Mexican Caribbean

Quintana Roo's Pearls - The Coraline Islands (Part 3) Isla Mujeres (part 1)

Most of its Eastern shore is rocky, but its western coast displays some of the most beautiful beaches. In Isla Mujeres, there are 7 km of extraordinarily fine white sand beaches framed by hundreds and hundreds of palm trees. In there, we have the Macax natural Lagune. Macax Lagune is shallow, and in its crystal-clear water, we can see myriads of wonderful fish.

Among its many beaches is Garrafón, which forms an astonishing water world by joining the reef, populated by uncountable fish in all shapes and colors.

To Isla Mujeres shores, arrive from May to September, the turtles to spawn; this is a spectacle some privileged ones may watch if they are willing to keep watch all night long, in silence and in the dark, since light and noise disturb the mother turtles.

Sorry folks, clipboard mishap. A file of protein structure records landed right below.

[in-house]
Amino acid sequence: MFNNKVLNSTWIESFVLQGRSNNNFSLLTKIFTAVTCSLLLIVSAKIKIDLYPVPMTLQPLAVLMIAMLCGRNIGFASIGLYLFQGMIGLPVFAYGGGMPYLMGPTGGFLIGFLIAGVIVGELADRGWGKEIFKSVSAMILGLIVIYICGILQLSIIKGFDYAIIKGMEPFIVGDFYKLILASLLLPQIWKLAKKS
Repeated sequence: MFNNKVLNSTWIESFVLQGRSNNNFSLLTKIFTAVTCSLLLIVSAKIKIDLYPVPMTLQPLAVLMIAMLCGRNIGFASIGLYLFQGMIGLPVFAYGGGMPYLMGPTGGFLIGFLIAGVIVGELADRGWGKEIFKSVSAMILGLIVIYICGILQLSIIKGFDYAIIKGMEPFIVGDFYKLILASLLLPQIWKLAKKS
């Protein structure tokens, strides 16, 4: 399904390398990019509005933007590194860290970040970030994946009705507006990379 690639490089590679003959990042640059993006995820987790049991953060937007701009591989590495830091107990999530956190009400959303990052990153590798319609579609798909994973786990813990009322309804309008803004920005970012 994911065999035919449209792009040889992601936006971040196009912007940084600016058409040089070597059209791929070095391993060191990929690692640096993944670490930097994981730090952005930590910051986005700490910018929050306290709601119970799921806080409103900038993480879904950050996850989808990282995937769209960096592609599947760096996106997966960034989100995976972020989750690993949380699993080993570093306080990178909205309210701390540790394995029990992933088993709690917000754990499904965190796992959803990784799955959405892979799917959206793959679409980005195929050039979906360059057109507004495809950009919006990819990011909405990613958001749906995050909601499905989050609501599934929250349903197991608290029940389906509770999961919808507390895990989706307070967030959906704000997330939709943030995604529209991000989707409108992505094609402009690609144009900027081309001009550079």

To preserve them, there is in Isla Mujeres a Turtle farm. The people on the Turtlefarm pick the lain eggs from the beach and keep them safe from predators. In their facilities, the eggs are kept in the same conditions they would be in their mother's nests. When the little turtles hatch, they are brought to the seashore to start their lives in the ocean.

North of the Island, we find the well-known Cave where the sharks sleep. The Shark's Cave was discovered in 1974 by the famous ecologist diver Ramon Bravo. He then invited the ocean investigator Jacques Cousteau to visit the Shark's Cave. There is a marvelous documentary filmed by Cousteau about the Shark's Cave.

Even though Isla Mujeres didn't have a permanent settlement for a long time, it was very important for the people living in the North of Quintana Roo.

Isla Mujeres was an important pilgrimage destination. On the south point of there is a temple of the goddess Ix-Chel, goddess of food, fertility, and abundance. The women went there to make offers to the goddess. This temple also served as a lighthouse.

The canoes sailed every day to Isla Mujeres since on the Island there were the "Salinas" (desalination plant).

It was the Spaniards who gave the Island its name. Upon arrival, they found the female figurines the Mayan women brought to Isla Mujeres as offers to Ix-Chel.


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